An in-progress work of mine also on Figment
Moonlight shone over the ocean, illuminating the darkness so much that the air seemed to gleam with light. Fireflies glowed nearby and the multitude of trees swayed in the harsh wind, their branches bending as if bowing to the goddess Diana.
Clutching his father’s hand, Max stood on the shore, shivering in his winter jacket; his small, plump cheeks flushed crimson from the cold. “Daddy?” He whispered, his voice lost in the howling of the wind.
Without a word, his father let go of his hand, stepping toward the tide as it rushed closer to the shore. His father was nothing but a dark shadow; a silhouette in the moonlight. He could see very little of the man he called out for and even less as his father walked deeper into the water until he was submerged in it, the unrestrained waves swallowing him whole.
Max waited and waited for his father to return to him, resting against a nearby rock and drawing his knees close to his chest to protect himself against the biting wind. His eyes grew heavy and he rested his head atop his knees.
He awoke later to the sun shining gently on his face and the familiar sound of birds chirping, the sea once again placid and still. His father still had not emerged from the ocean.
The splash that sounded as the swimmers broke the surface of the water brought Max out of his reverie; he stood just in time to cheer with the other supporters in the stands. Scanning the line of swimmers for Lyla, he broke into a grin when he saw her heading the race, cheering louder in encouragement as the other swimmers stayed right on her heels. He and the other spectators watched, taut with anticipation, as the race came to a close and the gun sounded.
The announcer’s voice filled the tightly packed gym, rising above the shouts of family members and friends. “And Lyla James of the University of Michigan comes in first place again at a minute and 5 in the 100 meter freestyle!”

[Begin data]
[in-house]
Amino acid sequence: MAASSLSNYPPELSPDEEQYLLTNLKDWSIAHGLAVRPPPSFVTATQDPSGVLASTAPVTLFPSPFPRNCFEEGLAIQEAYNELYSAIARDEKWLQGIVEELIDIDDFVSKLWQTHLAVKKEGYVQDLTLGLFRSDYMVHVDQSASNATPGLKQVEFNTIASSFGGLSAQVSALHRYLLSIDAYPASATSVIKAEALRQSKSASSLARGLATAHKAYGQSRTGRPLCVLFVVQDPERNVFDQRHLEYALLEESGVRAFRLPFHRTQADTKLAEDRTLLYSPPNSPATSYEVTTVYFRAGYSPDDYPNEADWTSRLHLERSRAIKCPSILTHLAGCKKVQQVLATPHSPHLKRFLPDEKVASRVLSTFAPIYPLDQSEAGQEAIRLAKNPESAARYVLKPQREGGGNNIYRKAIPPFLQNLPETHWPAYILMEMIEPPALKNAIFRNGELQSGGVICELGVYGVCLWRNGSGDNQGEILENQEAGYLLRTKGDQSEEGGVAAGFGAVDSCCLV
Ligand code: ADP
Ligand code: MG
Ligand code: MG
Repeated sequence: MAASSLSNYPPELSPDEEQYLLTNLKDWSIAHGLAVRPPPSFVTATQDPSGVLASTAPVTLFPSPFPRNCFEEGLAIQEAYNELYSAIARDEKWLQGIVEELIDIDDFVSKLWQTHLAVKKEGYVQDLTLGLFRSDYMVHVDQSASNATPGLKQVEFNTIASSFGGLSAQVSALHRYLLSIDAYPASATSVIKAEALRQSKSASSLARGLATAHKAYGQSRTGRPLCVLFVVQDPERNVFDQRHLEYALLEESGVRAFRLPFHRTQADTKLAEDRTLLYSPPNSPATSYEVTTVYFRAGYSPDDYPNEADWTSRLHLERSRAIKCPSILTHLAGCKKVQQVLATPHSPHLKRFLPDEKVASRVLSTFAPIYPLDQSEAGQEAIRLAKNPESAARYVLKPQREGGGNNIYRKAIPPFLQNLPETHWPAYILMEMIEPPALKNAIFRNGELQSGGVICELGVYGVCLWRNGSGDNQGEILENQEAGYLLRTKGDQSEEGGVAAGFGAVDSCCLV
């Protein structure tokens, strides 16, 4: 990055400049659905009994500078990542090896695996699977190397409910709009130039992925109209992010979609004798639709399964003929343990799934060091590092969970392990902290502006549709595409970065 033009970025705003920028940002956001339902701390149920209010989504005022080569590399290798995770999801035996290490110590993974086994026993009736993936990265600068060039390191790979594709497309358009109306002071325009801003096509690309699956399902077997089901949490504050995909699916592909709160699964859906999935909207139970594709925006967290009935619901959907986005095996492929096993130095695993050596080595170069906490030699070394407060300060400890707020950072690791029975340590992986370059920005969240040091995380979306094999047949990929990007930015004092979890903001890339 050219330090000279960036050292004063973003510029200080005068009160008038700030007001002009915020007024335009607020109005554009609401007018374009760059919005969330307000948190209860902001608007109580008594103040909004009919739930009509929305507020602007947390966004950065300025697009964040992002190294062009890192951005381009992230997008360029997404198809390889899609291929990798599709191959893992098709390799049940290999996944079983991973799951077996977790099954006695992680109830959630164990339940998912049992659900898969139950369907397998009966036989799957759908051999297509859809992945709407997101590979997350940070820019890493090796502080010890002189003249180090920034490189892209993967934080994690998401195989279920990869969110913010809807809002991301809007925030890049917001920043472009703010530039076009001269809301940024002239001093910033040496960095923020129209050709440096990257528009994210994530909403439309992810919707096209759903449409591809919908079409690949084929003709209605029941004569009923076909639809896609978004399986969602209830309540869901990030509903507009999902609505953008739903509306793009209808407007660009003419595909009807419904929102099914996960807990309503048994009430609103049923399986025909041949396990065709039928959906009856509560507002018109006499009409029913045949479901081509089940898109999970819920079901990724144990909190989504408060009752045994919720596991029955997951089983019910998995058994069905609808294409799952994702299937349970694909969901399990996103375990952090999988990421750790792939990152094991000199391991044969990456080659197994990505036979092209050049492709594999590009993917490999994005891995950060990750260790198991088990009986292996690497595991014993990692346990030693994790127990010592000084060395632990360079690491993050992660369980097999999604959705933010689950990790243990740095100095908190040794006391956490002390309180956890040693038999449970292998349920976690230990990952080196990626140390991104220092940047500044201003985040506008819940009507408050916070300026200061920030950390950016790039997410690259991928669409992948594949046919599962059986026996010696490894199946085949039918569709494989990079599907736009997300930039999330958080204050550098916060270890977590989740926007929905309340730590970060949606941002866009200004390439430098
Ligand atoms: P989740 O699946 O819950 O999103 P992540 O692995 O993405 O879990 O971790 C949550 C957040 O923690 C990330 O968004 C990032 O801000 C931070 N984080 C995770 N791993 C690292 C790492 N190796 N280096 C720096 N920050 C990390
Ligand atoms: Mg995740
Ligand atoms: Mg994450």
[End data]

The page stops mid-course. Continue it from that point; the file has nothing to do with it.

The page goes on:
Max’s grin widened and he rolled his eyes in amusement as she gave everyone in the stands the princess wave that she had spent the last few weeks perfecting in the mirror.
He waited patiently in the stands as the girls headed into the locker rooms and the crowd in the gym thinned. Minutes later, Lyla walked out, her caramel colored hair piled atop her head carelessly; her gym bag slung over one shoulder. She bounded up the bleachers and plopped down beside Max, nudging his shoulder.
“You’re doing it again.” She commented lightly, a small smile playing on the edge of her lips.
He blinked and turned to look at her, his dark eyes reflecting the pool’s image. “Doing what?”
“Glaring at the water. It won’t hurt you, you know. It’s just water, Max. It can only hurt you if you let it.”
He nodded and forced a grin. “Says the girl who just won for the third time in a row. You’re gonna be a shoe in for the Olympics at this rate, Ly.”
Red stained her cheeks and she rolled her eyes, swatting him playfully and standing. “Shut up. Now, c’mon, we leaving or what?”
Glancing back at the pool once more, he nodded and stood, grabbing the bag from off her shoulder and swinging it onto his own.
“Such the gentleman,” she teased and he pretended to tip his hat to her.
She laughed, the sound reverberating in the now empty gym, and bounded down the bleachers. Her mossy eyes were alight with mischief and her lips slowly curled into a grin. “I’ll race you to the car. Loser buys coffee for a week.”
“3 days.” He bartered, following her down, careful to avoid getting too close to the water’s edge.
“Ready. Set. Go!” She shouted, taking off, her twinkling laughter trailing behind her.
Max took off after her, his sneakers pounding against the wet concrete. His muscles burned and a fire sparked inside of him, urging him to run faster, to run further, to pass her. He ignored the longing building in him and let Lyla beat him by a fraction of a second, smiling to himself as she beamed.